“Back here.” He heard more rustling, and after a moment his grandmother emerged from the corn and bean-poles. A painfully loud green and purple swirled kerchief covered her white hair, and she wore pink overalls and a red plaid shirt. “Welcome, welcome!” She kissed his cheeks and hugged him. She seemed a little shorter than he remembered, but she’d never been tall, just formidable. Any woman who could escape Russia with her husband, four children, and several books and icons had to be formidable.
“How was your drive?” she inquired.
“Quiet. Blessedly quiet.” No houses on chicken feet, no horses with flaming eyes, no talking Coyotes had appeared on the Interstate, he’d seen no tornadoes or blizzards, and the truck behaved. All he’d encountered between Wichita and Denver had been the usual speeding semis and distracted car drivers, and the occasional under-powered little roller-skate. “May the rest of this trip be so quiet.”
“Amen.” Babushka pointed to the back porch. “There is lemonade, and fresh bread if you are hungry. Supper is cooking.”
Alexi blinked. “Um, Ivan cooks?” Tuna casserole, tuna steaks, tuna au gratin, tuna burgers, an entire Ivan-approved menu flashed through Alexi’s mind.
Babushka laughed, shaking her finger at him. “No, no, the oven and a slow-cooker cook. Ivan only eats.”
And complains about the food, Alexi thought. He’d found Ivan’s opinion of being left with nothing but dry cat-kibble two mornings after he’d returned from rescuing his grandmother from the Sweeper. At least the hairball had been on the outside of the overnight bag and not in one of his boots or on his clothes. “I’ll put my bag inside and then come back.”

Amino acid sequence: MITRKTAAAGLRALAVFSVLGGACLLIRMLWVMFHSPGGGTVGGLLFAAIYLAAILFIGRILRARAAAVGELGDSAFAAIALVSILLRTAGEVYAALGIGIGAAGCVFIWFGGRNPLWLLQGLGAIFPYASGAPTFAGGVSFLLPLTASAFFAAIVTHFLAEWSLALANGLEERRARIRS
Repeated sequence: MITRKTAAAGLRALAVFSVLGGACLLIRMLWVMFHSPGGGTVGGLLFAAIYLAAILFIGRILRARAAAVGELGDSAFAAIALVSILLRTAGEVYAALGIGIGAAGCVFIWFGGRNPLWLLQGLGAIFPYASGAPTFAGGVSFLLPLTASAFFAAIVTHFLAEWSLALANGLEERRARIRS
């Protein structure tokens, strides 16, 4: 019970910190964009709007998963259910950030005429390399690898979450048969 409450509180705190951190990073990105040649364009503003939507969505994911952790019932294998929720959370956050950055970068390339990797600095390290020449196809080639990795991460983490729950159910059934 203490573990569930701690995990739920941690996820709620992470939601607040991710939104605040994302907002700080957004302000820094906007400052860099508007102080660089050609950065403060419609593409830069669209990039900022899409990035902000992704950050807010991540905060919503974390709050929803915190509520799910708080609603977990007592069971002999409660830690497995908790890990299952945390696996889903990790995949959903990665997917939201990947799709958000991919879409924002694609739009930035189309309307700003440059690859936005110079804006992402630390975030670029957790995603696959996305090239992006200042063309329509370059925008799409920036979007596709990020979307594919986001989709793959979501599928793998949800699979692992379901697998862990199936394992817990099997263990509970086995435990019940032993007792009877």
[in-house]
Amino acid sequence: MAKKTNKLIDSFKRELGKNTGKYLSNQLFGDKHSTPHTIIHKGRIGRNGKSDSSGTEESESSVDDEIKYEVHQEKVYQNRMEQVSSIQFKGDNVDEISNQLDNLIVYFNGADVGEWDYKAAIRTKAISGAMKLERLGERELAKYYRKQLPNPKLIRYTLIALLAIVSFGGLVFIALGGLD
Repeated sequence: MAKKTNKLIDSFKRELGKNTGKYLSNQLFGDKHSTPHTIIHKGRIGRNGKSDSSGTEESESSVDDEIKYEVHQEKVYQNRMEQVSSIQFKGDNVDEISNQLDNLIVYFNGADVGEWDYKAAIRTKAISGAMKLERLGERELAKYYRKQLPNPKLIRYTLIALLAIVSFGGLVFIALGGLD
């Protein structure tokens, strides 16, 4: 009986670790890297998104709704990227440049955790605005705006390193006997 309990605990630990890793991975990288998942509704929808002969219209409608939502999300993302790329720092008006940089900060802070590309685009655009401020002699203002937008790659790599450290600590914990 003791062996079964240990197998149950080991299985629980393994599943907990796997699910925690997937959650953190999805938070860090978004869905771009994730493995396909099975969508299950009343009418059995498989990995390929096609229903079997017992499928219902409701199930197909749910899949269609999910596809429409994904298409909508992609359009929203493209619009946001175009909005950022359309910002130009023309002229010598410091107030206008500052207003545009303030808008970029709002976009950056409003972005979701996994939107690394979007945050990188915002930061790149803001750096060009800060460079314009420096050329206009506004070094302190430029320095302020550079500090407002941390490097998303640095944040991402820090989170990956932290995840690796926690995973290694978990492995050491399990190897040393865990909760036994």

“Good. I need to finish tying up the beans.”
Alexi got his overnight bag out of the pick-up, unlocked the front door, and stepped inside. Half a second later, “MrOW!”
Alexi staggered and looked down in time to keep from planting his boot on Ivan the Purrable’s tail. “Dude! I can’t stop that fast, OK? And hello to you to.”
The black cat glared up at him, blue eyes narrow. Ivan sniffed and stalked off, tail at half-staff. Alexi rolled his eyes and took his bag to the guest room. Unlike the last time he’d come to visit, the mirrors stood uncovered and the icons hung in their proper places on the walls. Alexi nodded to St. George. He made a quick trip to the guest bathroom and stared at the rubber-duckie-shaped soap in the dish. “Ohhh boy.” But it lathered like normal soap, and Alexi felt a lot more relaxed as he walked through the tidy, dim ranch house, out the back kitchen door and onto the porch. Ivan joined him as he sat down. The lemonade proved to be hard lemonade, and Alexi grinned as he opened the bottle. The sun had warmed the black bread, enough so that the butter (also hiding in the little ice chest) spread easily. That was one Old Country tradition Alexi heartily endorsed: the greeting with bread and salt. He stretched his legs out and sighed.
“Mrowp.” A dense cat landed in his lap, walked around and settled with an answering sigh. Eyes closed, Alexi scratched the top of Ivan’s head. An arrhythmic purr rewarded his efforts.
(C) 2015 Alma T.C. Boykin All rights reserved.